Performances will take place Tuesday – Friday at§:45pm; and Saturday at 8:45pm & 10:45pm. Reservations made by phone at 212.744.1600 are $70 ($120 for premium seating, $50 for bar seating) Tuesday – Thursday & the Saturday late show; and $80 ($130 for premium seating, $65 for bar seating) on Friday and Saturday. Reservations made online at www.ticketweb.com are $65 ($115 for premium seating) Tuesday – Thursday & the Saturday late show; and $75 ($125 for premium seating) on Friday and Saturday. Cafe Carlyle is located in The Carlyle, A Rosewood Hotel (35 East 76th Street, at Madison Avenue).

At the Carlyle, Molly Ringwald will be joined by her musical director and pianist Peter Smith (all dates except October 9 where he will be substituted by Laurence Hobgood), Tony Jefferson on drums and Trevor Ware on bass.

Concord Records released Ringwald’s Except Sometimes-a collection of jazz standards and songs including her celebrated rendition of The Breakfast Club’s iconic theme song, “Don’t You (Forget About Me)”-in April 2013. Ringwald recently published two books: 2011’s Getting the Pretty Back and 2013’s When It Happens to You.

For more information, please visit www.iammollyringwald.com.

 

Tulis McCall

Author: Tulis McCall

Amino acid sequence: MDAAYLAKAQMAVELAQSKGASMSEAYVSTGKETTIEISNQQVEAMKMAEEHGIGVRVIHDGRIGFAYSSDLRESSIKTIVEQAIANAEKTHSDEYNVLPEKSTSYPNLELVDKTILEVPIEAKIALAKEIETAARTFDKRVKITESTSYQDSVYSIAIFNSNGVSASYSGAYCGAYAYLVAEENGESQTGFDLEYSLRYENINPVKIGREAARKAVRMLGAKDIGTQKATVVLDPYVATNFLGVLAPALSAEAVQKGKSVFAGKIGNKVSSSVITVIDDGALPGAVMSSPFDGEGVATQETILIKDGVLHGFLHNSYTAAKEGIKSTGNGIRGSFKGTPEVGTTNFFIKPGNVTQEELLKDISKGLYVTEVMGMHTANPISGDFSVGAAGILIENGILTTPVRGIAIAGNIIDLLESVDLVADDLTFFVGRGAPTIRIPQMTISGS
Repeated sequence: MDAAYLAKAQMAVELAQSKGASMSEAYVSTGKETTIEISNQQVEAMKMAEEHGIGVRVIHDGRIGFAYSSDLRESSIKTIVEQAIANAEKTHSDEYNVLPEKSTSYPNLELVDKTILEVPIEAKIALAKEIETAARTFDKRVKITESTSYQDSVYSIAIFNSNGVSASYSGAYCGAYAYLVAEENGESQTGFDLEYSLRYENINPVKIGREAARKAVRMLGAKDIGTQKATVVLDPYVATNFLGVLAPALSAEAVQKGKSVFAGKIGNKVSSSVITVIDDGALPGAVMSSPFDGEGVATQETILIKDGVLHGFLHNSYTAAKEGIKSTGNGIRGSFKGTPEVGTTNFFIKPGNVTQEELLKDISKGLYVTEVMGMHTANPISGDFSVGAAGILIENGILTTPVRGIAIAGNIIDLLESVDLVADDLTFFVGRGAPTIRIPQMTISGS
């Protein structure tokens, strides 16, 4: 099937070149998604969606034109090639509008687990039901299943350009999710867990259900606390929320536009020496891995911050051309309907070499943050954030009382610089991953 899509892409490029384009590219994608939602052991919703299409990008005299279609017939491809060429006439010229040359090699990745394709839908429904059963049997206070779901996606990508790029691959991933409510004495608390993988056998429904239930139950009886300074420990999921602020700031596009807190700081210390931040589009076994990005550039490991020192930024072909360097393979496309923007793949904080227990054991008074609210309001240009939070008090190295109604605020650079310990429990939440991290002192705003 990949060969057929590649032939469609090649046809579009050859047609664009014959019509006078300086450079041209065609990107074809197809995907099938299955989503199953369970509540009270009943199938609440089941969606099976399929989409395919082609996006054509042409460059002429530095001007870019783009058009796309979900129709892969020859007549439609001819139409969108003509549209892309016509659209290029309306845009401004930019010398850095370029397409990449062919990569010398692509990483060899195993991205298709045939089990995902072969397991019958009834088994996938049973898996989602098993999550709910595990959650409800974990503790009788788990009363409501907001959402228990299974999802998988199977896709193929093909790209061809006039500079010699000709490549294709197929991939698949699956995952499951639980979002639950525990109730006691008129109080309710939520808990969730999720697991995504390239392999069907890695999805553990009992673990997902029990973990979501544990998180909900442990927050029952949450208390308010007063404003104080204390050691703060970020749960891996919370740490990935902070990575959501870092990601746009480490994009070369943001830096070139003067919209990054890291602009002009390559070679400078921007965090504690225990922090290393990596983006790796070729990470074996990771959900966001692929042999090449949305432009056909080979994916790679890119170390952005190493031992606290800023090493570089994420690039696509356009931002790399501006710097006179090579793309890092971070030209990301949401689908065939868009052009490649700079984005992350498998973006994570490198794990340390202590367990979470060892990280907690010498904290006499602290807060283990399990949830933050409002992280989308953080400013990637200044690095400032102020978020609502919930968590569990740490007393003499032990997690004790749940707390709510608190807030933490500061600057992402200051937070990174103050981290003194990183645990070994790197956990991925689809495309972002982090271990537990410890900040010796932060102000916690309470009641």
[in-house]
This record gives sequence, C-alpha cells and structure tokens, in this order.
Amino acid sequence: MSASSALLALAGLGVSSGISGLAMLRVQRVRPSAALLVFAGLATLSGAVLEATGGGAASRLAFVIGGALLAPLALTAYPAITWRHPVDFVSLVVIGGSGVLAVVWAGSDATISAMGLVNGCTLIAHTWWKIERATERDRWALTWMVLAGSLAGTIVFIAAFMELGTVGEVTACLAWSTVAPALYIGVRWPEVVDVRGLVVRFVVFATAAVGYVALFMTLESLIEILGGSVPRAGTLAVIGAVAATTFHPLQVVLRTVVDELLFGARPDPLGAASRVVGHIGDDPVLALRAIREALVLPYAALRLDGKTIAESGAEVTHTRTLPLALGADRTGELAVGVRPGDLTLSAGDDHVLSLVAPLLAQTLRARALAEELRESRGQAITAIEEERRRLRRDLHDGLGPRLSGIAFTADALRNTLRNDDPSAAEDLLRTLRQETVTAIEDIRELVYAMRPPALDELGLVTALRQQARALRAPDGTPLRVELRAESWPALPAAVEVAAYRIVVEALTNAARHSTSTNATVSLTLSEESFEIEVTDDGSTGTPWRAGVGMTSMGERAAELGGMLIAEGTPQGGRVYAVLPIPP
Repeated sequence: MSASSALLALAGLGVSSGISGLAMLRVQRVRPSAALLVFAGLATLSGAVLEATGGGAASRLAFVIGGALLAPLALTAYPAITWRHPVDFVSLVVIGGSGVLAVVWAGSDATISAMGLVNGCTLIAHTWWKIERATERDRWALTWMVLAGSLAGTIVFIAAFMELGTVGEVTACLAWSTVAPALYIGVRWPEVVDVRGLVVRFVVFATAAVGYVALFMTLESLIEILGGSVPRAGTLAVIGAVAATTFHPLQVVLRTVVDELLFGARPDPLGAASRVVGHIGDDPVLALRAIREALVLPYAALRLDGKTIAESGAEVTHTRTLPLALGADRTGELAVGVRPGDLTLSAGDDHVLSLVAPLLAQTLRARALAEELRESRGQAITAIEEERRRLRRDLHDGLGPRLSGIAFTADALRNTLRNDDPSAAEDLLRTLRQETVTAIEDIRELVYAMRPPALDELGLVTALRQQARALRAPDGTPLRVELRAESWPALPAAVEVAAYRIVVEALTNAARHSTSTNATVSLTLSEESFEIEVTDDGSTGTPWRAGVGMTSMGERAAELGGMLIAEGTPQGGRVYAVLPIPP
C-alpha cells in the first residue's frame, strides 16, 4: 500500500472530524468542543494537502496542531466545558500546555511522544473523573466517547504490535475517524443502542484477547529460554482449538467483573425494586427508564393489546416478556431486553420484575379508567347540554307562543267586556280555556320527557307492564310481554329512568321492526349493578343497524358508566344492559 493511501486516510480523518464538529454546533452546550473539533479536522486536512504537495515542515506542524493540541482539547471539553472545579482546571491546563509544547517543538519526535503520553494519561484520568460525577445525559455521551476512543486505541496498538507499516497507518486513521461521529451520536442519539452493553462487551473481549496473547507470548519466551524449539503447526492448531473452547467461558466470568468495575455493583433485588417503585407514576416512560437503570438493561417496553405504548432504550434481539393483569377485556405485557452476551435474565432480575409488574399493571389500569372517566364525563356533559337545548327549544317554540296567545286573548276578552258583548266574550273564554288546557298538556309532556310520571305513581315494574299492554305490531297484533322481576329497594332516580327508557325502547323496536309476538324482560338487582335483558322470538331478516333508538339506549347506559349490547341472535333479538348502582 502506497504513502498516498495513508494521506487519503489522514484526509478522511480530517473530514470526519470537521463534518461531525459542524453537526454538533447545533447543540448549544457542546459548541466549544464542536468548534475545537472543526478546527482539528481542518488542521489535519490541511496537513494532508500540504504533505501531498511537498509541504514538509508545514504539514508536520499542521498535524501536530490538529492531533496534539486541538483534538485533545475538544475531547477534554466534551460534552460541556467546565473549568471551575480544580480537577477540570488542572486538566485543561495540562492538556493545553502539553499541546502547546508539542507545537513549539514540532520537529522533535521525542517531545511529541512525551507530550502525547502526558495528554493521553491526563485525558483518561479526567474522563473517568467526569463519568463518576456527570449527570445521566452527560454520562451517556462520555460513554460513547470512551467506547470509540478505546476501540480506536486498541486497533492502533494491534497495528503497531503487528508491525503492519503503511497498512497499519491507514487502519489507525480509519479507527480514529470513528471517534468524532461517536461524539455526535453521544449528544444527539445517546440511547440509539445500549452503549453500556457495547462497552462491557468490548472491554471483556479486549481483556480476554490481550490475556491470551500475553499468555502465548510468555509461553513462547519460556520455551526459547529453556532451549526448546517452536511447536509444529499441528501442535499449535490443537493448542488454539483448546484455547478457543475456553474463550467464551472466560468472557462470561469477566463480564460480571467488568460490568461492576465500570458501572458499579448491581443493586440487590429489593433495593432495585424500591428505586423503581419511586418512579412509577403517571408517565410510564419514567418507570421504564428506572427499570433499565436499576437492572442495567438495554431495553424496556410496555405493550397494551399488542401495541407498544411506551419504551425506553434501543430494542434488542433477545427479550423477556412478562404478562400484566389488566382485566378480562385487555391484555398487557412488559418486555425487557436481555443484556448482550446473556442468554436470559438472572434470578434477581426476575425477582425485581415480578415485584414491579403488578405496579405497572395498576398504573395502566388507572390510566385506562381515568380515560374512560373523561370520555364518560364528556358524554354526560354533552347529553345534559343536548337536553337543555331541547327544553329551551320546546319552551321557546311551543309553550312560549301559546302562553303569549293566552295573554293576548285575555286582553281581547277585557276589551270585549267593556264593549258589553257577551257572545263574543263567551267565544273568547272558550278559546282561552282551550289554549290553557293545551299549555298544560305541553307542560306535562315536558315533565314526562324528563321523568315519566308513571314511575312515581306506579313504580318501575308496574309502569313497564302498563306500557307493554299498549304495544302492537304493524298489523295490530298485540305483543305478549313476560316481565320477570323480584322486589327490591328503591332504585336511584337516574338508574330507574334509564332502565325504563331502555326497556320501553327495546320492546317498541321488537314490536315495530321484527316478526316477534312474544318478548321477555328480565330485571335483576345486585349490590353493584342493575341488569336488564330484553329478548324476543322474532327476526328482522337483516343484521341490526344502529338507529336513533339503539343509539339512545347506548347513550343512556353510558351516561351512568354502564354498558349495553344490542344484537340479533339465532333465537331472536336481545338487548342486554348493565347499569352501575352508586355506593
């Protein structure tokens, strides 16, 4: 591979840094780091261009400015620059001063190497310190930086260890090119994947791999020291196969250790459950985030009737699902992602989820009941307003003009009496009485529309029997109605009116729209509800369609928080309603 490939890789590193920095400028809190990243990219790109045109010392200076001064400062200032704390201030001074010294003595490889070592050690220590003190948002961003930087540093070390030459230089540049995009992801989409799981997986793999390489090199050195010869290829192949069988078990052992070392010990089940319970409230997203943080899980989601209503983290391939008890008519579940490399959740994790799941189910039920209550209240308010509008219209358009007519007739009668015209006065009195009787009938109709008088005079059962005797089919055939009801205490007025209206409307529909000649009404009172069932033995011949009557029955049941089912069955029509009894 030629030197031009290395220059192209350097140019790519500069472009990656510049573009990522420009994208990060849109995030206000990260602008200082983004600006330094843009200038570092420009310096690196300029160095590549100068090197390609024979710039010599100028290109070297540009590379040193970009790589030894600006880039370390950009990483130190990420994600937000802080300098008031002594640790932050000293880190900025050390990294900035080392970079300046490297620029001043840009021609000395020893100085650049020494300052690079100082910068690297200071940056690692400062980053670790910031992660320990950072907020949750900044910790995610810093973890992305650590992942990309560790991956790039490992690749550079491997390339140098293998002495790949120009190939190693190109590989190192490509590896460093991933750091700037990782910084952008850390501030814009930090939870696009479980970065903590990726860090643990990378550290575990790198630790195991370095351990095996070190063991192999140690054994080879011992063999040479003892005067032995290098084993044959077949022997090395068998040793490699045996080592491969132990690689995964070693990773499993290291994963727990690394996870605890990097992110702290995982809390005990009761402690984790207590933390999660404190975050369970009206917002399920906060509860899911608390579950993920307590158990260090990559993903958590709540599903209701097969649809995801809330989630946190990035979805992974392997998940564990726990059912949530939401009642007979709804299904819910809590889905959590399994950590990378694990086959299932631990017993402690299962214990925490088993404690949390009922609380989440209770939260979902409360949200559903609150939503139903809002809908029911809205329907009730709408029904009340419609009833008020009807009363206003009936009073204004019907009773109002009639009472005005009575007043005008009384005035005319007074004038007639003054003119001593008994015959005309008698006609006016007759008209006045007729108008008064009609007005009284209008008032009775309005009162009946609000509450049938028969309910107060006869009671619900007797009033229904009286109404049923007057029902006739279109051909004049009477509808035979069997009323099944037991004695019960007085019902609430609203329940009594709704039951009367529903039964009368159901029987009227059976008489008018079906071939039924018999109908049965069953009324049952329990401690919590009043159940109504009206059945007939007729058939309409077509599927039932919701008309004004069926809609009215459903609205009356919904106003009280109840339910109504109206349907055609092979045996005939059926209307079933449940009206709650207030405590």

For my money, the theatre is up there in the ten top reasons to be human. I leave my home and go sit in a dark room with complete strangers and watch actors do their stuff because I want to be inspired. I’m asking to be involved. I’m volunteering to be led down any old path they choose as long as they don’t let go of my hand. And if I see a show, and it is NOT so very good – I will try to divert you, because I don’t want you to come to the temple when the preaching isn’t up to snuff. I will bar the door, I will swing from rafters, I will yell FIRE just to set your feet on a path that does not lead to disappointment. Do something different with your evening I will say. Save your money for dinner with a friend you haven’t seen in months because you are too frigging busy. Go take a walk with your dog or your child or your significant other. Go to bed early, I will say. Don’t come to the theatre when it is less than it can be. I’m an usher snob, and that’s all there is to it.